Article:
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Get advice from http://voices.mysanantonio.com/lostandfound/2010/02/help-i-trapped-a-skunk-instead.html or
Demonstration by La Trenda
See below the clip for more info on using humane traps
Set the trap, then walk or drive a good distance from the trap immediately after setting it. If you are able to observe the trap from a distance, this would best because you can stop any unintended wildlife from entering the trap.
If you must leave the trap out of your sight, use a strong cable or chain to lock the trap to a tree or other staionary object to reduce the chances of theft. Also put a note on top of the trap in large letters that reads something like this: THIS IS A HUMANE TRAP. IF A DOG/CAT IS CAUGHT, PLEASE DO NOT LET HIM/HER OUT. PLEASE CALL 000-000-0000.
If the trap will be out of your sight, go back to the site to check it often. Especially during extreme heat or cold or other inclement weather.
Food in the trap might attract ants. Use a safe product like 7 dust to sprinkle around the trap to cut down on the ant population - be especially cautious of red ants.
Baiting the Trap
When baiting the trap, put a trail of food outside leading all the way to the back of the trap and put most of the food in the back of the trap. YOu can also put a bowl of water in the back of the trap. <> Placing the trap.
Put the trap on a level surface in a quiet area where the intended animal frequents. Slightly camoflaging the trap might also help - under some branches or a bush, etc.. Covering the trap (leaving both ends open) usually helps for cats. Probably best to leave the trap open for dogs. You might also try laying a towel or newspapers on the floor of the trap - also covering the trap door that must be stepped on. Some animals will be nervous about putting their paws on the metal grates.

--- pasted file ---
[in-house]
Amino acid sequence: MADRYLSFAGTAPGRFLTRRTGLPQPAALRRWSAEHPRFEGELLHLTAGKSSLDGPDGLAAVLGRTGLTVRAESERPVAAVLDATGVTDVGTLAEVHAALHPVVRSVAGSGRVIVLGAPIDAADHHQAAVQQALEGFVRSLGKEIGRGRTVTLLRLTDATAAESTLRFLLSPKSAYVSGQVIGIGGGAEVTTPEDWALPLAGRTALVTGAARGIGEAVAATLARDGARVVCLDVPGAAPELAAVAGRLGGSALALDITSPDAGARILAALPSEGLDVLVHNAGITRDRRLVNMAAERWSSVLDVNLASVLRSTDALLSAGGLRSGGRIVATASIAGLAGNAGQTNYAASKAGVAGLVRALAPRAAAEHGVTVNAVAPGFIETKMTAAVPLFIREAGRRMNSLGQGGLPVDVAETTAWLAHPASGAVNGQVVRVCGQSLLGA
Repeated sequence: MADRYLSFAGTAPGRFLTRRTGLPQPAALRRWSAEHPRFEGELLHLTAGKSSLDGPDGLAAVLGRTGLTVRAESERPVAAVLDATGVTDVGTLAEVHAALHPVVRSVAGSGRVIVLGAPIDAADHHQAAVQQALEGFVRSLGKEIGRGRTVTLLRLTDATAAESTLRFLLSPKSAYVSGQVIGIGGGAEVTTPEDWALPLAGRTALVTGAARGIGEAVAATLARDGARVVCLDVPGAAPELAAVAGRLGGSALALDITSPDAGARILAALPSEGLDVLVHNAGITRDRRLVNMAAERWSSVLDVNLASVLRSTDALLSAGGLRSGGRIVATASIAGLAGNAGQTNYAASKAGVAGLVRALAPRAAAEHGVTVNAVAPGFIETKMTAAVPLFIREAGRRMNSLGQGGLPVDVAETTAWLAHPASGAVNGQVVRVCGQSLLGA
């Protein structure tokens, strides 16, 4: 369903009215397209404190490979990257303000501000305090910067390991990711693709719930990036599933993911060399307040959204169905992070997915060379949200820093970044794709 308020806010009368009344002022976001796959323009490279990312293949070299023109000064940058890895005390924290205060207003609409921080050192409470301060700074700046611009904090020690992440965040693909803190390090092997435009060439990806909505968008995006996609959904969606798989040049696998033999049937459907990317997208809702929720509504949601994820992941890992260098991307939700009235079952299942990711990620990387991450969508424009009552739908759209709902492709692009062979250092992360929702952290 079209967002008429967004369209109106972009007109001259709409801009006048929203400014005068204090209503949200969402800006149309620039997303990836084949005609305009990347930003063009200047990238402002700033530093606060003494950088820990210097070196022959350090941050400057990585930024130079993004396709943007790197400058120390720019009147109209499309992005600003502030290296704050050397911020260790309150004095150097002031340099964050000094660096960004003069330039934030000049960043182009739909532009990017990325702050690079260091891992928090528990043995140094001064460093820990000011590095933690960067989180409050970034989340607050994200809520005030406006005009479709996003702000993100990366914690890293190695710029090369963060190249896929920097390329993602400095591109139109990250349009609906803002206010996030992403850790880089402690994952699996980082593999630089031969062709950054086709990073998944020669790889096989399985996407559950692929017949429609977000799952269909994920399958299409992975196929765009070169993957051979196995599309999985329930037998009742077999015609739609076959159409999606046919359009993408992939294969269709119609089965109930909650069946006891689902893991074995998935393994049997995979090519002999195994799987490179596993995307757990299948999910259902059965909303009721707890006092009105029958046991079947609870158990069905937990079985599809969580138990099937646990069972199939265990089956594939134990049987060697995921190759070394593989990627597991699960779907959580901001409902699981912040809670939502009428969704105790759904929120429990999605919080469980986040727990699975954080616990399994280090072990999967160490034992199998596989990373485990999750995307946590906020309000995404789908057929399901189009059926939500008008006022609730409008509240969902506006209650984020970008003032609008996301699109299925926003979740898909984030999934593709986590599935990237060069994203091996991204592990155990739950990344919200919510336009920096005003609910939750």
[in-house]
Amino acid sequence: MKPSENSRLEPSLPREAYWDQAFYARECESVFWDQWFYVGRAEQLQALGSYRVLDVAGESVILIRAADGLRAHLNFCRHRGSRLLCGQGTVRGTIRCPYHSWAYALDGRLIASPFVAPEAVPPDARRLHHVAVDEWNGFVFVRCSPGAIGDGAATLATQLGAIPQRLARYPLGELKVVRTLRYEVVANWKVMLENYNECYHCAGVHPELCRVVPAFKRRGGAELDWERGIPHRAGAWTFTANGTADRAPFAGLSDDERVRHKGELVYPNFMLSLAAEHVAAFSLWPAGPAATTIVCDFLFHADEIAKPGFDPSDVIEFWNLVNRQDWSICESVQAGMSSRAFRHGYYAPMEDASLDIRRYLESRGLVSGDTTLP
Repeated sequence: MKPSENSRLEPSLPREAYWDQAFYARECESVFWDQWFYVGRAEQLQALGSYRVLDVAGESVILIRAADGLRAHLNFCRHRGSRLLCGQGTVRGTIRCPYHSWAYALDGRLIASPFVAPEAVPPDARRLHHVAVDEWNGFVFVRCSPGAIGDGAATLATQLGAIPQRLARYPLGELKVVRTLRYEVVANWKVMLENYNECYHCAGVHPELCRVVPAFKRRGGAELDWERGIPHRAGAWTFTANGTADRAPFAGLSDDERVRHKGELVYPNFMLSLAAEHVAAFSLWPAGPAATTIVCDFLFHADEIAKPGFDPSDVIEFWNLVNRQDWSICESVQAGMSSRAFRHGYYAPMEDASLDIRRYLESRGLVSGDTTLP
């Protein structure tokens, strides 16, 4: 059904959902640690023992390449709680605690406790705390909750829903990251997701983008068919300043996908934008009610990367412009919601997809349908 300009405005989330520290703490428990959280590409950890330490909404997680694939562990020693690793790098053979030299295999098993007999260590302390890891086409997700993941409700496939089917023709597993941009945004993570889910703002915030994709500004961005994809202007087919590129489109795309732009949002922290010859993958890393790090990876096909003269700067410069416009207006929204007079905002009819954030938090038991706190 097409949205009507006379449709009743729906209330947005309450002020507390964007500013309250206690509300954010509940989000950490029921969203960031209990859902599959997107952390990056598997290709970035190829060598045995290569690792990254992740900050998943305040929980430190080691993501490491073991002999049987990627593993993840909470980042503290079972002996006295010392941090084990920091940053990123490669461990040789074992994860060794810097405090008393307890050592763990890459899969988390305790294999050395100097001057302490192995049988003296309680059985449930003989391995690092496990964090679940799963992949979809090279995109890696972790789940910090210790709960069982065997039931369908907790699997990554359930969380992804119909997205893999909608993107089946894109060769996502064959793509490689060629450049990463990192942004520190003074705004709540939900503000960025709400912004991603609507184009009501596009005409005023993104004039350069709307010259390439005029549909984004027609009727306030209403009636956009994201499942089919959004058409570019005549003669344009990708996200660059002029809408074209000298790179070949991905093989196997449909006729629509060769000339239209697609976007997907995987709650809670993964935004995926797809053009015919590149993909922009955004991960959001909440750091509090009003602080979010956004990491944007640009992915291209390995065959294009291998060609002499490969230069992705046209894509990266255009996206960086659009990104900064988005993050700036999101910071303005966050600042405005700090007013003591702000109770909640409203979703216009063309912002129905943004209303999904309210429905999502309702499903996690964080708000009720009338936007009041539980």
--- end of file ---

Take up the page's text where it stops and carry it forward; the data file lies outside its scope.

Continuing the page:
If the trap will be placed on private property, be sure to get permission from the owner of the property.
Even mild mannered animals might become scaredd and aggressive when caught. Be sure to carry the trap by the handles and do not put fingers through the grates of the trap.
Once the animal is caught, do NOT open the trap outside. Wait until you are in a secure location (like your house). Open the back of the trap in a location that will allow the animal some room to run off so he/she can feel safe and not threatened - a good sized room in your house.
If the animal seems afraid, leave food and water then leave him/her alone - for at least 12 hours. Give him/her some time to calm down and adjust. You might also provide a "den" for the animal - someplace he or she can retreat to - If the room has a closet, this might do. But a crate would be best. Do not force the aninmal into the cate. Leave the crate in the room, put some soft blankets, some toys, a little food and water in the crate. Also leave food outside the crate incase the animal is afraid to go into the crate. See more info at http://docs.google.com/View?id=ddtbr7bw_94fpbtt4fs